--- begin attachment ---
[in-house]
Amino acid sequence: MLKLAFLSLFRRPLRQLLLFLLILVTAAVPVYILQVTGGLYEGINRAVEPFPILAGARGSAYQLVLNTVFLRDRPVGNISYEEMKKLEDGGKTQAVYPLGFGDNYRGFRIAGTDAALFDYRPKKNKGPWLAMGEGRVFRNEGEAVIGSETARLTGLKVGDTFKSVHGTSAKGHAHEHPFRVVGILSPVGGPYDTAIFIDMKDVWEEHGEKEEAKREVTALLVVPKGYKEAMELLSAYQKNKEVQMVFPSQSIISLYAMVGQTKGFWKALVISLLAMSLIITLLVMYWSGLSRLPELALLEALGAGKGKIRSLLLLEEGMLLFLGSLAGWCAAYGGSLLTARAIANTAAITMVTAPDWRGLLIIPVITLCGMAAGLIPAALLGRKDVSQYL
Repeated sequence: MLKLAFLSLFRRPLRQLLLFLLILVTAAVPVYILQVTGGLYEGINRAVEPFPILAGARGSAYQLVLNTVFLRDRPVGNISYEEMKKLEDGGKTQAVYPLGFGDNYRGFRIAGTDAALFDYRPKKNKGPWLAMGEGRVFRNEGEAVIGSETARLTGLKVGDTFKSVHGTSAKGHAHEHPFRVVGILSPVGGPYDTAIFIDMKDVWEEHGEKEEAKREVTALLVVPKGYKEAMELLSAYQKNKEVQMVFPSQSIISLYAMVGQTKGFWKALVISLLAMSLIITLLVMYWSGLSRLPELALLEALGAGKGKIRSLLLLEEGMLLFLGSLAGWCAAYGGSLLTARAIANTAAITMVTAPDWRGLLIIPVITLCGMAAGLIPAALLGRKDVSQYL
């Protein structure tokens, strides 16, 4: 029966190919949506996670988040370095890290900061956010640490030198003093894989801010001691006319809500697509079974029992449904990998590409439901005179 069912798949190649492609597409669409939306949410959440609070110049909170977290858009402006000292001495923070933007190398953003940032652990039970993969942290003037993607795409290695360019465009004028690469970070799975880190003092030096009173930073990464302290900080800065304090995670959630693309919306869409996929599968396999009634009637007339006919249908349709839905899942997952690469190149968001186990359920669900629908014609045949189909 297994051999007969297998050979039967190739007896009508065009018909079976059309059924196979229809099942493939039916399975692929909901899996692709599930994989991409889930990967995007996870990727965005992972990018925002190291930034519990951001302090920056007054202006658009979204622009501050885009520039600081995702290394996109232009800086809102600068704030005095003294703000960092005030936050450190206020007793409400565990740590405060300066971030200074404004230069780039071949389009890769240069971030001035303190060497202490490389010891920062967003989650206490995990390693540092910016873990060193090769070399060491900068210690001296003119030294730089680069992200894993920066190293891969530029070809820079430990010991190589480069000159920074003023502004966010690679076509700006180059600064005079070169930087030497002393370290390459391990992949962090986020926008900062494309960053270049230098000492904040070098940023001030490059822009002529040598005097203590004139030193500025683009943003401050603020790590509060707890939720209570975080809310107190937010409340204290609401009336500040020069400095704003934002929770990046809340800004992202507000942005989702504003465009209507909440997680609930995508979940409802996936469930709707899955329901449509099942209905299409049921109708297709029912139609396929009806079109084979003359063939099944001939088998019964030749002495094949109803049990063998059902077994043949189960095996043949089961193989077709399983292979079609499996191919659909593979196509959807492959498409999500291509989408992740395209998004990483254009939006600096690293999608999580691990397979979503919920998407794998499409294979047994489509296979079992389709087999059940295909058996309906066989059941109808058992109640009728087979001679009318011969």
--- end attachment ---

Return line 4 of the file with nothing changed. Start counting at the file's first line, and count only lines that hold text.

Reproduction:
């Protein structure tokens, strides 16, 4: 029966190919949506996670988040370095890290900061956010640490030198003093894989801010001691006319809500697509079974029992449904990998590409439901005179 069912798949190649492609597409669409939306949410959440609070110049909170977290858009402006000292001495923070933007190398953003940032652990039970993969942290003037993607795409290695360019465009004028690469970070799975880190003092030096009173930073990464302290900080800065304090995670959630693309919306869409996929599968396999009634009637007339006919249908349709839905899942997952690469190149968001186990359920669900629908014609045949189909 297994051999007969297998050979039967190739007896009508065009018909079976059309059924196979229809099942493939039916399975692929909901899996692709599930994989991409889930990967995007996870990727965005992972990018925002190291930034519990951001302090920056007054202006658009979204622009501050885009520039600081995702290394996109232009800086809102600068704030005095003294703000960092005030936050450190206020007793409400565990740590405060300066971030200074404004230069780039071949389009890769240069971030001035303190060497202490490389010891920062967003989650206490995990390693540092910016873990060193090769070399060491900068210690001296003119030294730089680069992200894993920066190293891969530029070809820079430990010991190589480069000159920074003023502004966010690679076509700006180059600064005079070169930087030497002393370290390459391990992949962090986020926008900062494309960053270049230098000492904040070098940023001030490059822009002529040598005097203590004139030193500025683009943003401050603020790590509060707890939720209570975080809310107190937010409340204290609401009336500040020069400095704003934002929770990046809340800004992202507000942005989702504003465009209507909440997680609930995508979940409802996936469930709707899955329901449509099942209905299409049921109708297709029912139609396929009806079109084979003359063939099944001939088998019964030749002495094949109803049990063998059902077994043949189960095996043949089961193989077709399983292979079609499996191919659909593979196509959807492959498409999500291509989408992740395209998004990483254009939006600096690293999608999580691990397979979503919920998407794998499409294979047994489509296979079992389709087999059940295909058996309906066989059941109808058992109640009728087979001679009318011969």